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Christie denies making remark about Trump, opioid crisis

Associated Press Healthwire: October 23, 2017
TRENTON, N.J. (AP) -- New Jersey Gov. Chris Christie is denying a published report that he said Donald Trump's "presidency is over" if he doesn't recognize the seriousness of the opioid crisis....

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Translational Software, Vantari Genetics partner for Alzheimer's precision medicine

Healthcare IT News: October 23, 2017
Companies will provide genotype testing, actionable genomic information and custom reporting in support of the Banner Alzheimer’s Institute’s GeneMatch registry.

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Possible exomoon may be an ocean-covered world as big as Saturn

New Scientist Health News: October 23, 2017
The exomoon candidate found in July is a real oddity – early calculations suggest it’s huge and doesn’t fit any moon formation processes we currently know

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Study links mutations in notch gene to role in B cell cancers

ScienceDaily: Health & Medicine: October 23, 2017
In B cell tumors, mutated overactive versions of the Notch protein directly drive the expression of the Myc gene and many other genes that participate in B cell signaling pathways, researchers have found. Myc is a critical gene in governing cell proliferation and survival.

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Rethinking well-being and sustainability measurements from local to global scales

ScienceDaily: Health & Medicine: October 23, 2017
A new study suggests that standard ways of measuring well-being and sustainability in communities used by global organizations may be missing critical information and could lead to missteps in management actions. The article suggests alternative and complementary approaches that use indicators grounded in the values of a particular community.

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Drug can dramatically reduce weight of people with obesity

ScienceDaily: Health & Medicine: October 23, 2017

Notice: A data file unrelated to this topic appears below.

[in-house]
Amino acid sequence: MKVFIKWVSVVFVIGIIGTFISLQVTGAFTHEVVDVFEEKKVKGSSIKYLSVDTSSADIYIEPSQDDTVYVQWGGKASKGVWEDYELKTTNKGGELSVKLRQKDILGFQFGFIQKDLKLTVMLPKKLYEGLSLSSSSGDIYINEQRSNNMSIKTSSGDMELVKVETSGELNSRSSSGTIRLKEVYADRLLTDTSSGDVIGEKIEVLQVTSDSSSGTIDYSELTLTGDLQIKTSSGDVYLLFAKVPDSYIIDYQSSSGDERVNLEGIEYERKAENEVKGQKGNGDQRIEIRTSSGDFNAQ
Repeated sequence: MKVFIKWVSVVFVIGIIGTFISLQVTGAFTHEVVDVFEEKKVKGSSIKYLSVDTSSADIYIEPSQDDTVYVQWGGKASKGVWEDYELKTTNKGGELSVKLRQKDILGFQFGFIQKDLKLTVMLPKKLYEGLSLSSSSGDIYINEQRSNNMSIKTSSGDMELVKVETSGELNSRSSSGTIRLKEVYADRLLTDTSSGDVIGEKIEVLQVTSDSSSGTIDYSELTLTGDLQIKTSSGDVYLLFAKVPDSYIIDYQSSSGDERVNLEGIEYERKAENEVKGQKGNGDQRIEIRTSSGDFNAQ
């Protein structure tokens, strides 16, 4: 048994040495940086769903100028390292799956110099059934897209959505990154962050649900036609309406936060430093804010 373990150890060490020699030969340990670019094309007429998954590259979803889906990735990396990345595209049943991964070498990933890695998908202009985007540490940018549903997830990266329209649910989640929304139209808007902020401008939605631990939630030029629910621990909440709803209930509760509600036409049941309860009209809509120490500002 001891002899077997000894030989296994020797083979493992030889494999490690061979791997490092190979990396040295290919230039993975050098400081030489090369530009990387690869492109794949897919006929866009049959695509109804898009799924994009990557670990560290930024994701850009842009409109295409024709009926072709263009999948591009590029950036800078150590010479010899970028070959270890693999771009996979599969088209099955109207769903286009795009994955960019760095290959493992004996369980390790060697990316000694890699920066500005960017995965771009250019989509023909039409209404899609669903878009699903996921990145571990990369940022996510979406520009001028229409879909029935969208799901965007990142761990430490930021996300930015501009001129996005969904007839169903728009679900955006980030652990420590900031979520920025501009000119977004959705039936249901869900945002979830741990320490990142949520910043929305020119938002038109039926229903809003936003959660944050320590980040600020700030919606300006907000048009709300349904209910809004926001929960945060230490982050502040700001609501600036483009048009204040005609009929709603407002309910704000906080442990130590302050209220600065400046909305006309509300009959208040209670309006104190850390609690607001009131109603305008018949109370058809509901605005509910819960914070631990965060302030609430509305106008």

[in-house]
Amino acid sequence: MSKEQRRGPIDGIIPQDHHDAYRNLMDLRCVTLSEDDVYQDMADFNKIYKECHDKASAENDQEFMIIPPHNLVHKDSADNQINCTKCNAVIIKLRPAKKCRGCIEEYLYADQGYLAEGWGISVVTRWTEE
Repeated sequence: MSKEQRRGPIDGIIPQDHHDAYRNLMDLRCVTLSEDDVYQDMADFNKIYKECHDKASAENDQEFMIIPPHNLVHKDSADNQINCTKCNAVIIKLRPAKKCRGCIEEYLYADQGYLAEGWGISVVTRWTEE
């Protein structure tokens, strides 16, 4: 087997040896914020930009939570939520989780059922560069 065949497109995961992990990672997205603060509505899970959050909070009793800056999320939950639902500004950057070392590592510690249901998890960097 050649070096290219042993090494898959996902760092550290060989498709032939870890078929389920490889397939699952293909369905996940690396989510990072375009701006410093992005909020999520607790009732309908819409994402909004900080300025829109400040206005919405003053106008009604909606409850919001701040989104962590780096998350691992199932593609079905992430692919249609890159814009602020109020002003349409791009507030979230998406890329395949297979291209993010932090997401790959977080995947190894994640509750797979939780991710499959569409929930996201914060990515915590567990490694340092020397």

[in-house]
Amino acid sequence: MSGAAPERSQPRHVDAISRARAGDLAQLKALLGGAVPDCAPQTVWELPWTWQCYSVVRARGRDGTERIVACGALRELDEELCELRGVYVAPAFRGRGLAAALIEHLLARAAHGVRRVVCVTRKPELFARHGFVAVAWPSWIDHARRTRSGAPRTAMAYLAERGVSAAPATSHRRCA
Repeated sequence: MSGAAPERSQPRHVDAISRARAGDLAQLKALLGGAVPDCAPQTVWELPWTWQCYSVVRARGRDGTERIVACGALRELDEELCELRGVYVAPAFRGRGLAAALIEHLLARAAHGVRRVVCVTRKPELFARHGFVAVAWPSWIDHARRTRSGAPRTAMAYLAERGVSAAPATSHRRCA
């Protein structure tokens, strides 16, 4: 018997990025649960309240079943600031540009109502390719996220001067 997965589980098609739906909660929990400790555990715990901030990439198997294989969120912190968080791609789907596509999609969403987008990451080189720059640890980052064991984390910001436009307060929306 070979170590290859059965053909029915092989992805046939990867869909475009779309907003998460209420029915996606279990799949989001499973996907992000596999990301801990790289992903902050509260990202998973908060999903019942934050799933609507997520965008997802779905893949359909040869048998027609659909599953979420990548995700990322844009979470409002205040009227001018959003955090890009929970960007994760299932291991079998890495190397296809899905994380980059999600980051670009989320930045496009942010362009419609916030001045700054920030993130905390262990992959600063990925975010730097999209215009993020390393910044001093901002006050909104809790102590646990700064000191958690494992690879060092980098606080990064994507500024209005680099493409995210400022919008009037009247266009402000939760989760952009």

A drug that targets the appetite control system in the brain could bring about significant weight loss in people with clinical obesity, according to new research.

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Enough vitamin D when young associated with lower risk of diabetes-related autoimmunity

ScienceDaily: Health & Medicine: October 23, 2017
Getting enough vitamin D during infancy and childhood is associated with a reduced risk of islet autoimmunity among children at increased genetic risk for type 1 diabetes, according to a study.

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Protein regulates vitamin A metabolic pathways, prevents inflammation

ScienceDaily: Health & Medicine: October 23, 2017
Researchers have discovered how uncontrolled vitamin A metabolism in the gut can cause harmful inflammation. The discovery links diet to inflammatory diseases, like Crohn's disease and inflammatory bowel syndromes, and could inform nutritional interventions.

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Antimicrobial gel could improve root canal results

ScienceDaily: Health & Medicine: October 23, 2017
The results of root canal treatments could improve because of an antimicrobial gel recently discovered and developed. A research team has developed an injectable antimicrobial gel that could disinfect a tooth during a root canal procedure.

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States to ask judge to keep health subsidies that Trump cut

Associated Press Healthwire: October 23, 2017
SAN FRANCISCO (AP) -- The top lawyers for 19 states will urge a federal judge Monday to force President Donald Trump's administration to pay health care subsidies that he abruptly cut off earlier this month....

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Healthcare is swimming in data, but what to do with it?

Healthcare IT News: October 23, 2017